(Re)Consider the Egg
Back in the 1990s, at the rise of cholesterol awareness, the humble chicken egg was demonized. Reports showed that eggs (particularly the sunny yoke) were abundantly rich in cholesterol, which played a part in heart disease and stroke. Experts advised us to cut down on our egg consumption and the egg industry went into a PR tailspin trying to address the damage from such medical studies (see above a 1990 commercial demonstrating such tactics).
But rubber ball-like, the egg resists such attacks time after time and maintains a fairly consistent relationship with American consumers. Average American’s consume roughly 250 eggs each year, which makes for a healthy egg industry, but maybe not such healthy hearts.
Now comes word that the correlation between cholesterol-laden eggs and heart disease may not be so linked. According to a New York Times article, Researchers reviewed eight prospective studies including 263,938 subjects and pooled the data for analysis. They found no evidence that eating up to an egg a day increased the risk of heart disease or stroke. The results were the same for men and women and in all age ranges. That said, the authors of this study acknowledge that self-reports regarding food consumption are not always reliable and that most of the studies had no information about the cooking methods, which could have affected the results – meaning a boiled egg is a different animal than an egg fried in bacon grease. Also, for diabetic patients, high egg consumption was associated with an increased risk of heart disease and a reduced risk of stroke.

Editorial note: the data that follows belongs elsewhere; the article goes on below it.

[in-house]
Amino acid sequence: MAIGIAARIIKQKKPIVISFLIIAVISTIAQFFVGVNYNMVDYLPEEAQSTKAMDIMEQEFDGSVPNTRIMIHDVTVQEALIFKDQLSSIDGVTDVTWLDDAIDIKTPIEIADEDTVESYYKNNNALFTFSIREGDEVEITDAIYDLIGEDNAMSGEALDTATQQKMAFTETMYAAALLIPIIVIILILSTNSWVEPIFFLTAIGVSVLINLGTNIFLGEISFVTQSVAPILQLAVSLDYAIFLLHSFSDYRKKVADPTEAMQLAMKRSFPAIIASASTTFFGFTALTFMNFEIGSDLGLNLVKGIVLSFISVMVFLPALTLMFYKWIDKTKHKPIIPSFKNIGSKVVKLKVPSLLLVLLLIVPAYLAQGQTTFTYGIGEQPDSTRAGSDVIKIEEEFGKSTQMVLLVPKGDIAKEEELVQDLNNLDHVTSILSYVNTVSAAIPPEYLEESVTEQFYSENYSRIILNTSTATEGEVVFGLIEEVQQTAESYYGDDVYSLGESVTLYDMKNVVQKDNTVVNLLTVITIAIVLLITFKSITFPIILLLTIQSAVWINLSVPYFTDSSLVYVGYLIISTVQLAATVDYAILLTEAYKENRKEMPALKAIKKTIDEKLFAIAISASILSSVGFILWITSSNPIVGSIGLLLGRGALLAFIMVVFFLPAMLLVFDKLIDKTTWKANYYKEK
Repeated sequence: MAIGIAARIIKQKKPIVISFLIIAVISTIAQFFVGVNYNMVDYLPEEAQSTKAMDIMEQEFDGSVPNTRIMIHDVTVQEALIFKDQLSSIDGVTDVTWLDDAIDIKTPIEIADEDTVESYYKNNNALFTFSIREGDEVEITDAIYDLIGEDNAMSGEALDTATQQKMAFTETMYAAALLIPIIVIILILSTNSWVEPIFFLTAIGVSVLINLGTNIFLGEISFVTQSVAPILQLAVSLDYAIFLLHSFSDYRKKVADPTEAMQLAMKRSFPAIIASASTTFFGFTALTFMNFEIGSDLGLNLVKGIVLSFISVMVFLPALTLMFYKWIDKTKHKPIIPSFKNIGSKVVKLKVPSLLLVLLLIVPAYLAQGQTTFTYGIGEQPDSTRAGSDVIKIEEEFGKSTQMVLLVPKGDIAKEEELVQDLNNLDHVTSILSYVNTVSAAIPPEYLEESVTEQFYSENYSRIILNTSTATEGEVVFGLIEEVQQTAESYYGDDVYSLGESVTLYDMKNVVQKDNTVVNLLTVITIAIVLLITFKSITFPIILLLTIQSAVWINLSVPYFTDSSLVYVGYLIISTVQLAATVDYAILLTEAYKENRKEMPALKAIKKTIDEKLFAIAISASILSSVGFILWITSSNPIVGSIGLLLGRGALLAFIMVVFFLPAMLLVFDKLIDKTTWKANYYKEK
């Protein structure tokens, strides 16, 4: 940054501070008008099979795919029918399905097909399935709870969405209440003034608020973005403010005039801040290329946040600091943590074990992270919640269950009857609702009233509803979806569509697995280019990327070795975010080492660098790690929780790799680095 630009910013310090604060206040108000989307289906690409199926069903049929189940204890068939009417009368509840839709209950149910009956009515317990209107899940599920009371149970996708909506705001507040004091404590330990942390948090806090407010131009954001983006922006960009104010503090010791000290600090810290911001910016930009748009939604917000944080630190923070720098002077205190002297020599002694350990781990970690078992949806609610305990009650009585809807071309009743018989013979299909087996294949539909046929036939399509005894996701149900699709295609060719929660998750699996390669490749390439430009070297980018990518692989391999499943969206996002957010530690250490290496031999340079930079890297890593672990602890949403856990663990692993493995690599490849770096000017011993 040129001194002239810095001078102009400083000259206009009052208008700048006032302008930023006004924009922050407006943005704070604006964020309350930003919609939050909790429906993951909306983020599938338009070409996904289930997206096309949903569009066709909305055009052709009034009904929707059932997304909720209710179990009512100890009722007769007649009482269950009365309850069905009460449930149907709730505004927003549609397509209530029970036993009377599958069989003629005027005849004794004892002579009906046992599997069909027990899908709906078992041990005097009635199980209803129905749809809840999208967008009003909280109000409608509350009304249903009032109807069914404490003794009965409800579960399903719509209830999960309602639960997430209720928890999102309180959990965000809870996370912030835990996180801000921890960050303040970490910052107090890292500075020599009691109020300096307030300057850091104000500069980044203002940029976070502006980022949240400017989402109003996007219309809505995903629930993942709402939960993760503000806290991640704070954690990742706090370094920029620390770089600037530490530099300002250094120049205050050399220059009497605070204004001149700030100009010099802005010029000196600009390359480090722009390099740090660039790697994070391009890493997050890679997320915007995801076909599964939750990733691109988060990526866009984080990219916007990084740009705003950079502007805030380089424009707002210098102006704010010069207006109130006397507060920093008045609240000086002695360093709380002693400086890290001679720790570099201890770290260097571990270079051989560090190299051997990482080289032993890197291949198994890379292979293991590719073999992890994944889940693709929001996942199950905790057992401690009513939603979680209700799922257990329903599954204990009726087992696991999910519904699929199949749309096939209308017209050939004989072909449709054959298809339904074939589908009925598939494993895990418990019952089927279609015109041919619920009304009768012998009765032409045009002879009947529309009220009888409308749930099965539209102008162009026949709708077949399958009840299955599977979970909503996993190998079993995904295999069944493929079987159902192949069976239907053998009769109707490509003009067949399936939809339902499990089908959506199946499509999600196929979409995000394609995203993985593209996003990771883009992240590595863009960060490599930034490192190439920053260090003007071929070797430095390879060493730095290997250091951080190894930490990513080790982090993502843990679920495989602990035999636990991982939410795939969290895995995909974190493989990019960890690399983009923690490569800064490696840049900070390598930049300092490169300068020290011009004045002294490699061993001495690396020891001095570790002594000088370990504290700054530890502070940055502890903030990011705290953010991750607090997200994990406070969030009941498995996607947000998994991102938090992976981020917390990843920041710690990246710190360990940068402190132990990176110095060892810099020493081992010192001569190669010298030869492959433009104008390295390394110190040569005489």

Admittedly, such conclusions about eggs tend to go every which way, and today’s proof might be tomorrow’s refuted findings. What are your thoughts on the benefit, or dangers, of consuming eggs? Is it everything in moderation, or something to be avoided?